# Integrating both sides of an equation with respect to what?

Let's say we have the following DE:

$$\frac{dy}{dx} = x$$

1. That's how It could be solved:

$$dy = x dx$$

$$\int{dy}=\int{xdx}$$

$$y=\frac{1}{2}x^2+c$$

Is it mathematically correct to separate $$dy$$ and $$dx$$ ? Or it would appear as the derivative of $$y$$ with respect to $$x$$ is a fraction which is not true.

2. Another method of writing the solution can be:

$$\int\frac{dy}{dx} dx=\int{xdx}$$

$$\int{dy}=\int{xdx}$$

$$y=\frac{1}{2}x^2+c$$

That's integrating the DE with respect to x. Is this mathematically correct? It seems like the $$dx$$ cancels each other in the LHS, but we are not allowed to treat this as a fraction.

My Questions are:

• Which of these ways of writing the solution is the most accurate?
• And which of these 2 is wrong in terms of following mathematical structure?
• When we integrate both sides of the equation, can we just put the integral sign without integrating with respect to a variable? (for example in case 1)
• Third method should be $\int y'\,dx.$ If you made that change, all three methods are equally valid. – Adrian Keister Oct 1 '19 at 17:12
• It is probably more correct to write $\int {dy(x) \over dx} dx = \int x dx$... – copper.hat Oct 1 '19 at 17:16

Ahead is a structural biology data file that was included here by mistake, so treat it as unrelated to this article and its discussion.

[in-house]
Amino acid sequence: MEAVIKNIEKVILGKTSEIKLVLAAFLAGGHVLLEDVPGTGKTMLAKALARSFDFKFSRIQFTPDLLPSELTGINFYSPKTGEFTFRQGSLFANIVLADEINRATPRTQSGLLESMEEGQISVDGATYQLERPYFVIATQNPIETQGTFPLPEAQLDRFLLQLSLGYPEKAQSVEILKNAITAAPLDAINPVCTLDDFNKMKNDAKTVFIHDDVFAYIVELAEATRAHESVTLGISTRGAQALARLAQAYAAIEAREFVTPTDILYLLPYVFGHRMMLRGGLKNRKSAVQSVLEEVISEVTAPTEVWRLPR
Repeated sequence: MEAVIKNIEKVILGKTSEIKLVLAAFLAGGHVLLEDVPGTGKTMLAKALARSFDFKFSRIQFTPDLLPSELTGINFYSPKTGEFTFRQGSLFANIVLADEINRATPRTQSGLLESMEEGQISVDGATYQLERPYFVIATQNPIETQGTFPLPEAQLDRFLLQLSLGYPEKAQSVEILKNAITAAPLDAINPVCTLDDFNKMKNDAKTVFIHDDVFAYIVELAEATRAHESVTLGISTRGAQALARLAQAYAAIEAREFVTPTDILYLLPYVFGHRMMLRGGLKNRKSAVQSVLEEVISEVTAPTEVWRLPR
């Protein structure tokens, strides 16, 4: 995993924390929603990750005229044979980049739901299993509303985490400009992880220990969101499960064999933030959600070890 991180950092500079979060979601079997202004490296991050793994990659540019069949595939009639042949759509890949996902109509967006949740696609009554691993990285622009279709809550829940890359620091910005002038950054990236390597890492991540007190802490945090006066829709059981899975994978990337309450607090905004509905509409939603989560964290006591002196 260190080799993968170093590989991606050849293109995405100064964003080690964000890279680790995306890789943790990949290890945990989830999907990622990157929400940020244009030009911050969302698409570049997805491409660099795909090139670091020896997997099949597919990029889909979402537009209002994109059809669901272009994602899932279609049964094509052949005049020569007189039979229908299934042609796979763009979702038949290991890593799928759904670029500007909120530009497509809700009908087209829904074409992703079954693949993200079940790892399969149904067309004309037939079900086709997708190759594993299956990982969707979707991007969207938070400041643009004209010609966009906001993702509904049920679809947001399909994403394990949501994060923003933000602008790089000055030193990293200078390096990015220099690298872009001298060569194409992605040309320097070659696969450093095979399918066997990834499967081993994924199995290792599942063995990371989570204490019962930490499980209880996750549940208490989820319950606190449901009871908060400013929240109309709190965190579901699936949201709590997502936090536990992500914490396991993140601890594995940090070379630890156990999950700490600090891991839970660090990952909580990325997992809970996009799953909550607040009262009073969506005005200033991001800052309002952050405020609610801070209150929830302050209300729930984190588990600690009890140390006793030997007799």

• To justify the first method in full rigor, one needs to develop the theory of differential forms. But the upshot is that, all the manipulations in your solution can be validated. – Sangchul Lee Oct 1 '19 at 17:25
• The integral sign is very important as it defines the integration. It also tells us if it indefinite or definite. – Sam Oct 1 '19 at 18:00
• – Hans Lundmark Oct 2 '19 at 4:03

The third is wrong. $$\int y'dy \ne y$$, since $$y'\ne 1$$.
It is separable equation where $$y= y(x)$$. Consider the problem $$\frac{dy}{dx}=F(x)*Q(y)$$ where $$F(x)$$ depends only of $$x$$ and $$Q(y)$$ only of $$y$$. If $$Q(y) \neq 0$$ we can rewrite this as $$\frac{y'(x)}{Q(y(x))}= F(x)$$ $$\int_{x_0}^x{\frac{y'(t)}{Q(y(t))}dt}=\int_{x_0}^x{F(t)dt}$$ Then $$y(t)=s$$ We will get $$\int_{y(x_0)}^{y(x)}{\frac{ds}{Q(s)}} = \int_{x_0}^x{F(t)dx}$$
When your diffferential equation is separable you end up with a differential form $$f(y)dy = g(x) dx$$
Since you are assuming taht $$y=y(x)$$ you may integrate both sides with respect to $$x$$ but the LHS has gone through a change of variable so we get $$\int f(y(x))y'(x)dx = \int f(y)dy = \int g(x) dx$$